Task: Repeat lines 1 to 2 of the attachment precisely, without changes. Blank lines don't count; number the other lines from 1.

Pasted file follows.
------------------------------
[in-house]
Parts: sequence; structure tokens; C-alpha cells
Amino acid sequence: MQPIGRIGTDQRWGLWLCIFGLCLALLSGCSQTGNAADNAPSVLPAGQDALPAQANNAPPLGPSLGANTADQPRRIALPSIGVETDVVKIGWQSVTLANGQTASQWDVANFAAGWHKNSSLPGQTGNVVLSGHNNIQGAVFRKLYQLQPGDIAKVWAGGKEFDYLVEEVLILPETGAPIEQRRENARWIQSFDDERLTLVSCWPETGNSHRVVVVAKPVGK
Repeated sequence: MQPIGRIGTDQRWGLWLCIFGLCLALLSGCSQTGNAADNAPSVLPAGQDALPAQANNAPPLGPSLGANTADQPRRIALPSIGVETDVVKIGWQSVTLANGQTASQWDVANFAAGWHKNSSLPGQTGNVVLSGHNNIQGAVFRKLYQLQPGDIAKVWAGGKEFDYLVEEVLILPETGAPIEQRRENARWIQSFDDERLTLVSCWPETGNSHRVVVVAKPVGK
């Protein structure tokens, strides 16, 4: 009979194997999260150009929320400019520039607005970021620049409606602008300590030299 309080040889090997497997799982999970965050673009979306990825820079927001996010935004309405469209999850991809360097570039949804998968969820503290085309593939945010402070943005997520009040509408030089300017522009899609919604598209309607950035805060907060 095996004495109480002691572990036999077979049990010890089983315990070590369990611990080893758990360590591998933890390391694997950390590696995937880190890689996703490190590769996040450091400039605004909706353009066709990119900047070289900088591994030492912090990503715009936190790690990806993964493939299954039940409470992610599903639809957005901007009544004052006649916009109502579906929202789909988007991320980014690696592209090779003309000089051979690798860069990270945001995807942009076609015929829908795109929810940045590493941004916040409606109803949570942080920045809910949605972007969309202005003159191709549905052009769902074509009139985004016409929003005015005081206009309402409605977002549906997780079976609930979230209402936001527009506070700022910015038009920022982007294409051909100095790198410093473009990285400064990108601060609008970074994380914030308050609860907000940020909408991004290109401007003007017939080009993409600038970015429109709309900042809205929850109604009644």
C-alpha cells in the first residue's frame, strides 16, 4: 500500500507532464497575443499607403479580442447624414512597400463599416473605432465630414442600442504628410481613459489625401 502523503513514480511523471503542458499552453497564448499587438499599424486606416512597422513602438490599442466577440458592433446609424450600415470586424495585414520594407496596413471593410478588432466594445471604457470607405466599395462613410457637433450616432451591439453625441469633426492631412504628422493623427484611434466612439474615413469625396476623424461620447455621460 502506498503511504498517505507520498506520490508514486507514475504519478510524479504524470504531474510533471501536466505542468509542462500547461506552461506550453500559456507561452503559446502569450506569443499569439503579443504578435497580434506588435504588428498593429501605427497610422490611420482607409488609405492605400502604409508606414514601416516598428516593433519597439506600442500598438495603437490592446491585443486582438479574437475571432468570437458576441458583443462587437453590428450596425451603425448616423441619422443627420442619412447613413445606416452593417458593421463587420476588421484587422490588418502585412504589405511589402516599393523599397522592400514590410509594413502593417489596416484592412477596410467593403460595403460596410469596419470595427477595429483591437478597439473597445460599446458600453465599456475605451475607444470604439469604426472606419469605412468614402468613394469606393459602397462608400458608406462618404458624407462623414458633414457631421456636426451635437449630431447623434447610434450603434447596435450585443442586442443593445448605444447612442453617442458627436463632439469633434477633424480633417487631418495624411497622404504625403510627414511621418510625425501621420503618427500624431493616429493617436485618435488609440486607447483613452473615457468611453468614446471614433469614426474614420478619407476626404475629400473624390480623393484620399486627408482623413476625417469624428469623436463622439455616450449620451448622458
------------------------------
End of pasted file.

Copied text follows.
[in-house]
Parts: sequence; structure tokens; C-alpha cells